This appetizer was no-brainer for me. I love bread. I love cheese (especially of the goat variety). And I love chorizo. Not only is the recipe easy as can be, but it sounds and looks quite sophisticated. In other words: If you want to impress guests but don't cook very often, look no further.
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While breakfast hashes are typically chock-full of greasy bacon or sausage and potatoes, I love making hashes using leaner chorizos, such as ground turkey or chicken chorizo. Replacing russet potatoes with yams or sweet potatoes and adding kale makes this breakfast a healthier alternative to your typical hash. You can also use this hash to make breakfast burritos and tacos, or an omelet. — Julia Mueller
This recipe is from Julia’s Let Them Eat Kale cookbook. Click here for more information on the cookbook.
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Last month Jackie and I, along with a friend, spent ten days in Spain: Madrid and Andalusia. We ate consistently well, but three dinners really stood out: in Madrid at La Tasquita de Enfrente (modern takes on traditional cooking) and La Tasquería (mostly offal, handled with elegance), and, in Granada, at Bar FM (perfect seafood with minimally invasive cooking).I mention those restaurants more as enthusiastic recommendations than as background to today’s recipe, which draws on Spanish flavors but is not based on any dish we actually ate on our trip. It’s a potato side dish that soon after our return we ate with roasted monkfish; it would also have been terrific with eggs (or even in eggs: you could build a good omelette around it), and nothing should stop you from serving it with just about any not-too-powerfully-flavored main course. Just use your imaginary palate to anticipate what a potential pairing will taste like.Aim to use what used to be called “waxy” potatoes – varieties like German Butterball, one of the many fingerlings now available or even the ubiquitous Yukon Gold. In a pinch, of course you can use Russets (Idaho potatoes), but they won’t hold up quite as well as those yellow-fleshed varieties.You’ll also need two Spanish ingredients: smoked paprika (pimentón) and chorizo. Pimentón is a useful thing to have around (keep it in the freezer, please); look for Pimentón de la Vera Dulce, la Vera referring to the place of origin and dulce to its mildness: you can always add heat using other chilies if you want it. And for the chorizo, look for Spanish-style chorizo, but not the dried, salami-like slicing varieties: You’ll want the fresh ones used for cooking (for instance in paella and other rice dishes). There are a few brands out there; a good one is Despaña (either their traditional links or the skinnier chistorra). Another fine on-line source is La Tienda.Between the chorizo and the smoked paprika, the Spanish flavors here are unmistakable – blatant, even. Much of the dish (frying the chorizo mixture and boiling the potatoes) can be done an hour or two ahead. My only caveat is this: When you’re tasting the chorizo mixture, try not to eat it all.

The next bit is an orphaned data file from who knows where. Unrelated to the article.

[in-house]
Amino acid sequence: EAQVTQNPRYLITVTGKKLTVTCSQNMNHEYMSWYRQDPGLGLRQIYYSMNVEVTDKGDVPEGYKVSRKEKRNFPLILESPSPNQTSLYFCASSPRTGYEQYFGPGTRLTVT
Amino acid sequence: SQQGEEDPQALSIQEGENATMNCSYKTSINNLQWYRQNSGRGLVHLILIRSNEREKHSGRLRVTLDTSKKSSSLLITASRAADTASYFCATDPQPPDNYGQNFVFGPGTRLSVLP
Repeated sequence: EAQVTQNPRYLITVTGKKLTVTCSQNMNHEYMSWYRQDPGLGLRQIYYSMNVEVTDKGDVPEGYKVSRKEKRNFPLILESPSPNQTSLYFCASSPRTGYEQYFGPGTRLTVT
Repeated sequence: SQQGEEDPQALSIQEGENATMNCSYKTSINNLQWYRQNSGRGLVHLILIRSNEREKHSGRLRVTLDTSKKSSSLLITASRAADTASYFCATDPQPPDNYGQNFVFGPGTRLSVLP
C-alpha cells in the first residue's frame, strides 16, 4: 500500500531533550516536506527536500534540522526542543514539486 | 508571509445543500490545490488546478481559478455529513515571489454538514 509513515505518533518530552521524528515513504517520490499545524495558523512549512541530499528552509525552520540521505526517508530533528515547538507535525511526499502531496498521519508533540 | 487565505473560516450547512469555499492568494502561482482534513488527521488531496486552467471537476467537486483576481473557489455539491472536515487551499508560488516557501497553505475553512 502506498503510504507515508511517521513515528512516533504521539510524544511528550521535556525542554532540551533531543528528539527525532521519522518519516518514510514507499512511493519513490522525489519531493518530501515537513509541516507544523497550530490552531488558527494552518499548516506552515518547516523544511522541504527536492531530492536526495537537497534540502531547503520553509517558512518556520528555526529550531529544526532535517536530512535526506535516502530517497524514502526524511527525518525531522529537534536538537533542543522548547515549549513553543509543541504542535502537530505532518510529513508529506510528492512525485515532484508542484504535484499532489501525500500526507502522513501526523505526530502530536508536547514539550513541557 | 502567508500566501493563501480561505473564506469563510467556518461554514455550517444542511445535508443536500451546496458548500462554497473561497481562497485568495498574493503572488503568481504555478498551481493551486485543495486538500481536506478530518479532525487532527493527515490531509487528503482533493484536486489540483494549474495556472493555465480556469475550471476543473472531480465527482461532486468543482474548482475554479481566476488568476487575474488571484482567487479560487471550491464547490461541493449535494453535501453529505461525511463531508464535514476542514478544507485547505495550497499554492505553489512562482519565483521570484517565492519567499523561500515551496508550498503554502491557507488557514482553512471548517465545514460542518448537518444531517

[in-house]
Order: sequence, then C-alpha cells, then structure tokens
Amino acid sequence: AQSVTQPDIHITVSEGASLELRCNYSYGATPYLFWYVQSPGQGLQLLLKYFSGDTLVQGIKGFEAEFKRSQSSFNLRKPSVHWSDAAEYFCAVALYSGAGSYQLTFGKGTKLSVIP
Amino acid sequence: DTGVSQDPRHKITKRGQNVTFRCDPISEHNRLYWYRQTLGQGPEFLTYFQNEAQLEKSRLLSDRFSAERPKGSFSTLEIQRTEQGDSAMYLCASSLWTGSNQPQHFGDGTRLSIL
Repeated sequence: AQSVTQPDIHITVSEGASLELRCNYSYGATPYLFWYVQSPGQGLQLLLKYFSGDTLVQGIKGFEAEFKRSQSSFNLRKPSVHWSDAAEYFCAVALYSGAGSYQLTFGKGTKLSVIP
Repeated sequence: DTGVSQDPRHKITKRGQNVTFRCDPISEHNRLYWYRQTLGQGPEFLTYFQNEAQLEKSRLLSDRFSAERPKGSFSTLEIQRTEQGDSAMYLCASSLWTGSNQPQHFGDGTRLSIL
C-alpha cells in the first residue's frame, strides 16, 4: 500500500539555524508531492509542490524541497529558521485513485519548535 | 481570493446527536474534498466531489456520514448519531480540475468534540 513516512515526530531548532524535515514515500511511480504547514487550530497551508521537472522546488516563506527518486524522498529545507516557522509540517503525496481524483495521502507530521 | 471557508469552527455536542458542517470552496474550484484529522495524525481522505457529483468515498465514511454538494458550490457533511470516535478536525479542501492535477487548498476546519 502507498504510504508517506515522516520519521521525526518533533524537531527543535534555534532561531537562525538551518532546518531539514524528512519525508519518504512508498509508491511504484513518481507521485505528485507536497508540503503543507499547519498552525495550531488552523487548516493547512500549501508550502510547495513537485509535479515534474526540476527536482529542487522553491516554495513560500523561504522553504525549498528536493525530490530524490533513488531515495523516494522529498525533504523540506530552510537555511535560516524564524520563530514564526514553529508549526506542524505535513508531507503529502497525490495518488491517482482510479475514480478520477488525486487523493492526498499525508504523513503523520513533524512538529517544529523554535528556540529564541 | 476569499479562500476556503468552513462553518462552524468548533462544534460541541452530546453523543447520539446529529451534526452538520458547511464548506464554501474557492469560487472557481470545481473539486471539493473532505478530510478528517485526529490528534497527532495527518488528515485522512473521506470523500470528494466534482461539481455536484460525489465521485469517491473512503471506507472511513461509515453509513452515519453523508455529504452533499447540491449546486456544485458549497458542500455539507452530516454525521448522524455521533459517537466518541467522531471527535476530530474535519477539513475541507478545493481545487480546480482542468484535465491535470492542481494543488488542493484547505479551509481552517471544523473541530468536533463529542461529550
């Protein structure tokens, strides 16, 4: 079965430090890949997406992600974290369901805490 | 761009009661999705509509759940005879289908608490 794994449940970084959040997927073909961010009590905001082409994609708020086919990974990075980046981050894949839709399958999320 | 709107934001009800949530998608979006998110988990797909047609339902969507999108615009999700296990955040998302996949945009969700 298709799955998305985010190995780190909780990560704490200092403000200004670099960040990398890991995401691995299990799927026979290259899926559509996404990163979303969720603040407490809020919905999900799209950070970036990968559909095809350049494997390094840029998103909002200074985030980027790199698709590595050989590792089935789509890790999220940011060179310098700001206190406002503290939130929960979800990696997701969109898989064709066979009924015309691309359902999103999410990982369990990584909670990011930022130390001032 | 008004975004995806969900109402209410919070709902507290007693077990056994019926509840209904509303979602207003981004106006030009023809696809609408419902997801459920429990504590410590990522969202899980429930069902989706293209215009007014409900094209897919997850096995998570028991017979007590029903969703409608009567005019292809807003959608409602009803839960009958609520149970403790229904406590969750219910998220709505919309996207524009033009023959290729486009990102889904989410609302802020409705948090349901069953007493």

If you're in the mood for a weekend project, this is a fun recipe to try. Have you ever thought of making chorizo from scratch? Here's how to do it. There's nothing terribly difficult in terms of technique, so don't be intimidated. With a bit of planning, you'll be able to enjoy chorizo tacos, with all the homemade fixings.See all taco recipes.
If you’re looking for more ways to eat squash this fall, this delicious casserole from the Donna Hay Cookbook is a must-try. It calls for Kent pumpkin but if you can’t find that particular variety you could easily substitute a similar squash. The balance of spicy chorizo, sweet caramelized onion relish, and tangy goat cheese makes this dish a welcome addition to any meal.Click here for more of our best frittata recipes.
Chorizo is a magical ingredient, the kind of thing that makes your food taste way more accomplished without asking anything of you beyond just buying it. D’Artagnan sells a good-quality chorizo that is readily available; just make sure you’re buying Spanish chorizo, which is already cooked, and not Mexican chorizo, which is raw. You can expand or contract this dish based on your needs: Feeding a bigger crowd? Double the amounts. Feeding just yourself? Cook as much chorizo and shrimp as you’d like to eat. It’s really that simple.